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We have discovered the hard way that elders don’t always make good clerks. Could a deacon be clerk of council? Do you have other suggestions?

This question is from a real-life situation to which Dr. Henry DeMoor has responded to based on his extensive knowledge of the Christian Reformed Church Order. The first answer given has been taken from the Christian Reformed Church Order Commentary written by Dr. DeMoor.

We encourage you to share your own questions, comments, opinions as well.


The Church Order specifically gives you the right, at the local level, to select whomever you wish as officers of the council, the consistory, and the diaconate (Article 36). Typically, these are officebearers. Selecting a deacon to be clerk of council is certainly possible. Most councils prefer to have the clerk serve for both council and consistory. That would make the selection of a deacon a bit more problematic since deacons don’t serve on the consistory. But it is entirely your prerogative.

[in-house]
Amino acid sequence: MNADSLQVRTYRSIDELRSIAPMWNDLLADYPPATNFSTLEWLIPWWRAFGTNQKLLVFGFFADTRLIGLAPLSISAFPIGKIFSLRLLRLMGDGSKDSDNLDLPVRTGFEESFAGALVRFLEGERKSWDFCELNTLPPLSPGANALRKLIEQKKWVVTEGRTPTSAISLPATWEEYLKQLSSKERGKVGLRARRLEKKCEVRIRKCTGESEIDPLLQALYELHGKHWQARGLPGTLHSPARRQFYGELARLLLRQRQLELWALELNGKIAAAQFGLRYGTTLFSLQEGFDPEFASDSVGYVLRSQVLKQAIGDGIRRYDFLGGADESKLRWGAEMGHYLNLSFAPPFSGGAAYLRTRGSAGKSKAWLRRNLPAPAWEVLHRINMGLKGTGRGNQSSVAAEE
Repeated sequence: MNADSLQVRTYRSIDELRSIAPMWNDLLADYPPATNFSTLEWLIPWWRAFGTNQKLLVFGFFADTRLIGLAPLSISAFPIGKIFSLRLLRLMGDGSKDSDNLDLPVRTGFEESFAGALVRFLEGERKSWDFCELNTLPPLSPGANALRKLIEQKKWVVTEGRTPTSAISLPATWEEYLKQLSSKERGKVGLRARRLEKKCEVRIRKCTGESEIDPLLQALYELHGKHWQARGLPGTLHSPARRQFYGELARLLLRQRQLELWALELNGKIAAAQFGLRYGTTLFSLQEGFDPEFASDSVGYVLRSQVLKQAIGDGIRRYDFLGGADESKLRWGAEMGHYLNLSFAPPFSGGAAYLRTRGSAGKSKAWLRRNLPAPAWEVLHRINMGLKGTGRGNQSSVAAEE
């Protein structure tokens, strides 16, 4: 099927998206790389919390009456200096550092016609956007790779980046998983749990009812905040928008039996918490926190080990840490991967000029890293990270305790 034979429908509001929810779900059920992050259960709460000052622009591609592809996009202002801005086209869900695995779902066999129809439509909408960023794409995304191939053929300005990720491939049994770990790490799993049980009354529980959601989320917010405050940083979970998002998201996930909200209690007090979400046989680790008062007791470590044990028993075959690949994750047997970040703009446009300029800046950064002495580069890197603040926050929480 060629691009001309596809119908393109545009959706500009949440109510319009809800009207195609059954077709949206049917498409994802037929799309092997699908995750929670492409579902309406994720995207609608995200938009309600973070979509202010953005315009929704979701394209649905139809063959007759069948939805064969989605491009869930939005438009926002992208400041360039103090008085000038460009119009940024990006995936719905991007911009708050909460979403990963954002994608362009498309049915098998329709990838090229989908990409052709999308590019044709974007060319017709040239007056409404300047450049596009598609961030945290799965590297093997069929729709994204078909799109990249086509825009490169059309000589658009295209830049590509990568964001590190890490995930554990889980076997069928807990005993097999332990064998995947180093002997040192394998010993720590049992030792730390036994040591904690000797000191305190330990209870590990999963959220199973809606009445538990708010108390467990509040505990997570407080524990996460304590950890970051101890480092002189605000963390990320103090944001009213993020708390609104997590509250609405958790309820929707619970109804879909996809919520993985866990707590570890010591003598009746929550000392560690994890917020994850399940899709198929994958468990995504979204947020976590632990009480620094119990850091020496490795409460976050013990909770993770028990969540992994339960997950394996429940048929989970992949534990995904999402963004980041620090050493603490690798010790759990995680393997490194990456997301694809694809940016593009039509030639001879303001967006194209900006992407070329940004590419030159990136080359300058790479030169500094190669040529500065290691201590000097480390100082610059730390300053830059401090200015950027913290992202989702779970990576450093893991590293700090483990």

My other suggestion would be to indicate that it is also possible to appoint a capable person not serving in office to do the actual work of recording and correspondence under the guidance of the selected elder clerk. For example, I have seen retired persons who once served as elders now serve in this capacity with great joy and enthusiasm. You could ask such a person to make a “vow of confidentiality,” and use their time and energy to everyone’s benefit.

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